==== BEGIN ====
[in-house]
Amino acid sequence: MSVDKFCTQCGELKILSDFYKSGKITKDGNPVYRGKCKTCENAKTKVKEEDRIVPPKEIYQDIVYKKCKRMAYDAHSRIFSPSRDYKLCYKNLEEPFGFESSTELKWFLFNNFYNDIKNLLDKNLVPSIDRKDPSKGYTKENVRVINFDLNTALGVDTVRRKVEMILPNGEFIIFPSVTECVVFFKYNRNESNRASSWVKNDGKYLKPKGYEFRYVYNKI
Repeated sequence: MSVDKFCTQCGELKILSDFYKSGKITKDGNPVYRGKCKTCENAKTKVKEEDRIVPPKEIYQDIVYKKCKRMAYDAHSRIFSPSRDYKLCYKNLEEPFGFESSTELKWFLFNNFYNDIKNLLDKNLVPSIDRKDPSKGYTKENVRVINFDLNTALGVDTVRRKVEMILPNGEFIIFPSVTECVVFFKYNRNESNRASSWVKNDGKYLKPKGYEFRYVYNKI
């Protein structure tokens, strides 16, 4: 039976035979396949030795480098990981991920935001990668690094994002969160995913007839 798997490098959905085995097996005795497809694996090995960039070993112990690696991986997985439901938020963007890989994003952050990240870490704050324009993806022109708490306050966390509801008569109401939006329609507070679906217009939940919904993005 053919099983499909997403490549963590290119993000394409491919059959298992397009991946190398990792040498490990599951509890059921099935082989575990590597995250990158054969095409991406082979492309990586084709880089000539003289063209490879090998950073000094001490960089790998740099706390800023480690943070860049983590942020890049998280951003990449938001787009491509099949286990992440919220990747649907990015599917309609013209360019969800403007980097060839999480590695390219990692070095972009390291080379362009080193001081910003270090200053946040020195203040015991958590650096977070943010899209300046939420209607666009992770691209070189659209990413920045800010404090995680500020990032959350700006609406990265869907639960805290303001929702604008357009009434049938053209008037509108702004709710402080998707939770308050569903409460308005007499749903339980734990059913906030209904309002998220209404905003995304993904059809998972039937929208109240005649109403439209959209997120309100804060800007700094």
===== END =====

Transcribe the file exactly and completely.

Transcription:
[in-house]
Amino acid sequence: MSVDKFCTQCGELKILSDFYKSGKITKDGNPVYRGKCKTCENAKTKVKEEDRIVPPKEIYQDIVYKKCKRMAYDAHSRIFSPSRDYKLCYKNLEEPFGFESSTELKWFLFNNFYNDIKNLLDKNLVPSIDRKDPSKGYTKENVRVINFDLNTALGVDTVRRKVEMILPNGEFIIFPSVTECVVFFKYNRNESNRASSWVKNDGKYLKPKGYEFRYVYNKI
Repeated sequence: MSVDKFCTQCGELKILSDFYKSGKITKDGNPVYRGKCKTCENAKTKVKEEDRIVPPKEIYQDIVYKKCKRMAYDAHSRIFSPSRDYKLCYKNLEEPFGFESSTELKWFLFNNFYNDIKNLLDKNLVPSIDRKDPSKGYTKENVRVINFDLNTALGVDTVRRKVEMILPNGEFIIFPSVTECVVFFKYNRNESNRASSWVKNDGKYLKPKGYEFRYVYNKI
């Protein structure tokens, strides 16, 4: 039976035979396949030795480098990981991920935001990668690094994002969160995913007839 798997490098959905085995097996005795497809694996090995960039070993112990690696991986997985439901938020963007890989994003952050990240870490704050324009993806022109708490306050966390509801008569109401939006329609507070679906217009939940919904993005 053919099983499909997403490549963590290119993000394409491919059959298992397009991946190398990792040498490990599951509890059921099935082989575990590597995250990158054969095409991406082979492309990586084709880089000539003289063209490879090998950073000094001490960089790998740099706390800023480690943070860049983590942020890049998280951003990449938001787009491509099949286990992440919220990747649907990015599917309609013209360019969800403007980097060839999480590695390219990692070095972009390291080379362009080193001081910003270090200053946040020195203040015991958590650096977070943010899209300046939420209607666009992770691209070189659209990413920045800010404090995680500020990032959350700006609406990265869907639960805290303001929702604008357009009434049938053209008037509108702004709710402080998707939770308050569903409460308005007499749903339980734990059913906030209904309002998220209404905003995304993904059809998972039937929208109240005649109403439209959209997120309100804060800007700094």